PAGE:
Applied for a pilot’s slot in an experimental all black squadron and received orders to Tuskegee Army Air Field in 1942.
Was instrumental to the growth of the Tuskegee Airmen Association.
Joined the pioneering all-black 332nd Fighter Group, 12th Air Force, flying P-39 Airacobras from a base near Naples, Italy. By May of 1944, the 332nd was with the 15th Air Force, flying P-47 Thunderbolts, and later, P-51 Mustangs on fighter sweeps and long-range bomber escort missions out of Ramatelli. The 332nd, also known as the “Red Tails,” soon earned the respect of their Luftwaffe counterparts and of the white bomber crews they protected.
Returned to Tuskegee as a twin engine instructor after 136 missions overseas. After the airfield was closed following World War II, McGee served as Base Operations Officer in the Philippines at Clark Field.
Assigned to the 67th Fighter Bomber Squadron based out of Pusan during the Korean War. Over his tour, Charles flew 100 low level bombing and strafing missions.
Graduated from the Air Command and Staff College at Maxwell Air Force Base in 1953 and later flew F-89 Scorpions with the Air Defense Command.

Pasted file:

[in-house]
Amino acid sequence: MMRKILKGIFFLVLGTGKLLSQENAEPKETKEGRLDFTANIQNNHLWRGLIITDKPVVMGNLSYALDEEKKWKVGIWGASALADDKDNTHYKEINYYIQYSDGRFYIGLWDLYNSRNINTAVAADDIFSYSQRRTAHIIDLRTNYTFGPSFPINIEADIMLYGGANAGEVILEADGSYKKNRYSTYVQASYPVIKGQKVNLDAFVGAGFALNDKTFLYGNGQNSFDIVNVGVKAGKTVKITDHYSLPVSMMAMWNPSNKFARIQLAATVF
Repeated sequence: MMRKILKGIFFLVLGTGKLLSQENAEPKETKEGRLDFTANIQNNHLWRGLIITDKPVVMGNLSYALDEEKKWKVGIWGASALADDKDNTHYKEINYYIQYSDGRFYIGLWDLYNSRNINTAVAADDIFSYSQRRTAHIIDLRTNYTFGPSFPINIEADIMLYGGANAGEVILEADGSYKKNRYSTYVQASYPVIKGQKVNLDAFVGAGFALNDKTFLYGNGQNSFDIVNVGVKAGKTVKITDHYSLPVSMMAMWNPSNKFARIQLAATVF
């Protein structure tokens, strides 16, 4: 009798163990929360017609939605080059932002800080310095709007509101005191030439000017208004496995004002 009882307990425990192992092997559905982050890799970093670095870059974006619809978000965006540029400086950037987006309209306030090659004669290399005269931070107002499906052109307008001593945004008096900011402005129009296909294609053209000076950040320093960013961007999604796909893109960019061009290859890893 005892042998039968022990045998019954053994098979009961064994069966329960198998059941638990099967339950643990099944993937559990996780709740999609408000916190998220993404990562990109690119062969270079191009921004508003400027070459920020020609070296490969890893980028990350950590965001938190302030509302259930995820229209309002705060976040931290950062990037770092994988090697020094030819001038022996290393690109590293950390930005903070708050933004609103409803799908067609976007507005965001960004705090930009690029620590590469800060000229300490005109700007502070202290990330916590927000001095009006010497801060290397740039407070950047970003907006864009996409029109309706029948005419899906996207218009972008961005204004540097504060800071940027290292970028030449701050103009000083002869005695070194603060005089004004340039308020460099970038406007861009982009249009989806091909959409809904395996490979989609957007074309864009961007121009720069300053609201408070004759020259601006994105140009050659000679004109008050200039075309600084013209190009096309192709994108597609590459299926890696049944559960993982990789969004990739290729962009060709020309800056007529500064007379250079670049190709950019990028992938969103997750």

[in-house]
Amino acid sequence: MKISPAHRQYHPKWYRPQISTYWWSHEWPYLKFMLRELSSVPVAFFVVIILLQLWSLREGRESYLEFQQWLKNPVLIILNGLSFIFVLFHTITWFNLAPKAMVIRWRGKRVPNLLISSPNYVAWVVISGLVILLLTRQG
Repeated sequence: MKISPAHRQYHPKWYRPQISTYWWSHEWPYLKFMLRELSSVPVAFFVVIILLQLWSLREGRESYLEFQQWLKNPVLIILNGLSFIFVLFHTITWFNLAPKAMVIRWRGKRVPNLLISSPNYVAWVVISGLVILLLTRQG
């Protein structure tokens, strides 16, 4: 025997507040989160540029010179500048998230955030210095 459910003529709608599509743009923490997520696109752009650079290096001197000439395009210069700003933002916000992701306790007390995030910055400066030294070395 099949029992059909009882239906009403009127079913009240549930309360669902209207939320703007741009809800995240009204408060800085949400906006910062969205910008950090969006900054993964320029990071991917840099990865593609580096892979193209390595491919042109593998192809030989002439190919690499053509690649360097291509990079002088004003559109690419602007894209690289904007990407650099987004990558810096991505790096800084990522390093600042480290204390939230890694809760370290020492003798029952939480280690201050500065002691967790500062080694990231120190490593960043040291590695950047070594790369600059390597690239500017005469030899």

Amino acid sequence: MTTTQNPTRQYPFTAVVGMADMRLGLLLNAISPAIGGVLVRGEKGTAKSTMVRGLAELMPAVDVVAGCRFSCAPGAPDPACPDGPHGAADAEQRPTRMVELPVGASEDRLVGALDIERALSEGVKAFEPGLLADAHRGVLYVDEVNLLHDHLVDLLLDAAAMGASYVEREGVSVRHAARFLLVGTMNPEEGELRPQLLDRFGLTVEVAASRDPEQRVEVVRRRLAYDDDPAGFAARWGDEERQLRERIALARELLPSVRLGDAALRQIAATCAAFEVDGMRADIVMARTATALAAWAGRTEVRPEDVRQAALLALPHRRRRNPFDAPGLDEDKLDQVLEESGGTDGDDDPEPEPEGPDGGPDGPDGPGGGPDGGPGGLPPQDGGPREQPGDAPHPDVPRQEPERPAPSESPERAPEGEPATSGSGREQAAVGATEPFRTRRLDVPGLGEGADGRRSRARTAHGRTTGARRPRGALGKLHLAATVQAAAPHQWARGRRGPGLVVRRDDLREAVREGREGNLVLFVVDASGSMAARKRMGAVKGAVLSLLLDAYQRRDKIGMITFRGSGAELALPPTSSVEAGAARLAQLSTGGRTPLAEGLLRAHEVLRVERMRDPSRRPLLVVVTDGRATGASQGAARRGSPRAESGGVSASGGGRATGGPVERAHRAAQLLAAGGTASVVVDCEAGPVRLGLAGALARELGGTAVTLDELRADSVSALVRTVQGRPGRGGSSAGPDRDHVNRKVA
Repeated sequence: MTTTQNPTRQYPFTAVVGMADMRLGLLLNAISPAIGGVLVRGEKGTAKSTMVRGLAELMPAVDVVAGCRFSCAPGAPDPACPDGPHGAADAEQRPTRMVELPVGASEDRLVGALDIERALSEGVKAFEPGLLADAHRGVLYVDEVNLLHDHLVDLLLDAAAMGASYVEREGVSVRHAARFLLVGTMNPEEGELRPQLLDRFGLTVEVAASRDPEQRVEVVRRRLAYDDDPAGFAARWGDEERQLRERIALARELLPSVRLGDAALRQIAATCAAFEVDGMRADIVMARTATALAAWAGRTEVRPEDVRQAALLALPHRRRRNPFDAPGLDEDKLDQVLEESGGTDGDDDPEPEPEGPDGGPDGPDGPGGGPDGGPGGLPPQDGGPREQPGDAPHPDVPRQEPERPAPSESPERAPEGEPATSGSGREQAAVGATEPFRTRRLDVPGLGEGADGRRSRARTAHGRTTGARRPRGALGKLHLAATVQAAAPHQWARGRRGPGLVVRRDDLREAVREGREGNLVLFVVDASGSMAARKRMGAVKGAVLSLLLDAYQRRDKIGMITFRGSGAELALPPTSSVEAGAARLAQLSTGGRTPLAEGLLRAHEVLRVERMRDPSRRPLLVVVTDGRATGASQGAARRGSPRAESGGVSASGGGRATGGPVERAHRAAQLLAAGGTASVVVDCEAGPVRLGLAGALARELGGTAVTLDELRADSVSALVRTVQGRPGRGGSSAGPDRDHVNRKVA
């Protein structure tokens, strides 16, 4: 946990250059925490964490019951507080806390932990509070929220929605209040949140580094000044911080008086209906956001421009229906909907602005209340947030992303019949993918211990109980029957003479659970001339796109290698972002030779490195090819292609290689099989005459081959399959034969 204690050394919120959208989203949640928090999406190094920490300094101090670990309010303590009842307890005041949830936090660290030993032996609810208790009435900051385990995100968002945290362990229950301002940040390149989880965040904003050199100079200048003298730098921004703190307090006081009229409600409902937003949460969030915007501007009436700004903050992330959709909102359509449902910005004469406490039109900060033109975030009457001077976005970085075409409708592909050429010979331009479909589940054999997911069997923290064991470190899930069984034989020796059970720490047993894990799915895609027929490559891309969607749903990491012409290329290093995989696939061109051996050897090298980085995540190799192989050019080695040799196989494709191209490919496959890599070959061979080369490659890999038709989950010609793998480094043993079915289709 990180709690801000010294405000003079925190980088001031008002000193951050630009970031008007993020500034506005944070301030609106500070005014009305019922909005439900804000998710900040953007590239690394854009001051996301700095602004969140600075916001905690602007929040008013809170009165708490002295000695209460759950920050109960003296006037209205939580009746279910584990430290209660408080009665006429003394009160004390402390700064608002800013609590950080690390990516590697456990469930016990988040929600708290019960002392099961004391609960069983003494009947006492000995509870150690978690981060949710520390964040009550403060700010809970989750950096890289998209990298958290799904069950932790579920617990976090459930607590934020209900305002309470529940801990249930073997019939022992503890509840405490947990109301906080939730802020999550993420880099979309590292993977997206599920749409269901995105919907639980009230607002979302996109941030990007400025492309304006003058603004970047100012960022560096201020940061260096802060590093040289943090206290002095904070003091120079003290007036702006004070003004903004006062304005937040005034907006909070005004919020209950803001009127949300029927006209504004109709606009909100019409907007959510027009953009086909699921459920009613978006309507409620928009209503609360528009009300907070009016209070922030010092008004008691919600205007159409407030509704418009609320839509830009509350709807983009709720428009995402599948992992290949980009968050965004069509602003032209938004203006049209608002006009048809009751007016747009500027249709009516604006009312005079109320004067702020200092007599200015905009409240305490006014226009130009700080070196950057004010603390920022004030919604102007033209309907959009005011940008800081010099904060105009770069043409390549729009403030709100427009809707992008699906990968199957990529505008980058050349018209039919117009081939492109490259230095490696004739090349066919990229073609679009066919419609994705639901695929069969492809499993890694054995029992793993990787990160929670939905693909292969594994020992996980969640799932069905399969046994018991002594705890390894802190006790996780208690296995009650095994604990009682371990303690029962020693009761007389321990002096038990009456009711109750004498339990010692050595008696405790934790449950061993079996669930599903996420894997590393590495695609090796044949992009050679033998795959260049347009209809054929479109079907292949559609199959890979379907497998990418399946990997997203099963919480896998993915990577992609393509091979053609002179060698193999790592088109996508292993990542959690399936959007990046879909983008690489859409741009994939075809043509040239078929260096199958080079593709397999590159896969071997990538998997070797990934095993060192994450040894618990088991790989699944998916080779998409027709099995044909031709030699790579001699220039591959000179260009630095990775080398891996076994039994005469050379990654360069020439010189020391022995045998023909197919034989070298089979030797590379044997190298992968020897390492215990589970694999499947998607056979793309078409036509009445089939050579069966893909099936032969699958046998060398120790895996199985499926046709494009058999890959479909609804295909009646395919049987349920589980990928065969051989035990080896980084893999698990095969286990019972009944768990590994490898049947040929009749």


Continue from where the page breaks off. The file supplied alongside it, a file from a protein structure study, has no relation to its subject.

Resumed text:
Led the 16th Tactical Reconnaissance Squadron out of Tan Son Nhut Air Base near Saigon during the Vietnam War where he flew RF-4C Phantoms on 173 more dangerous missions.
Took command of the 1840th Air Base Wing at Richards-Gebauer, near Kansas City, Missouri.
Set a record of 409 aerial fighter combat missions over three wars.
Awarded the Distinguished Eagle Scout Award, the National Aeronautics Association Elder Statesman of Aviation induction, the Air Force Association’s Lifetime Achievement Award and, on March 27, 2007, as a Tuskegee Airman, the Congressional Gold Medal.
Received military honors such as the Legion of Merit with Oak Leaf Cluster, Distinguished Flying Cross with Two Clusters, two Presidential Unit Citations, and many others.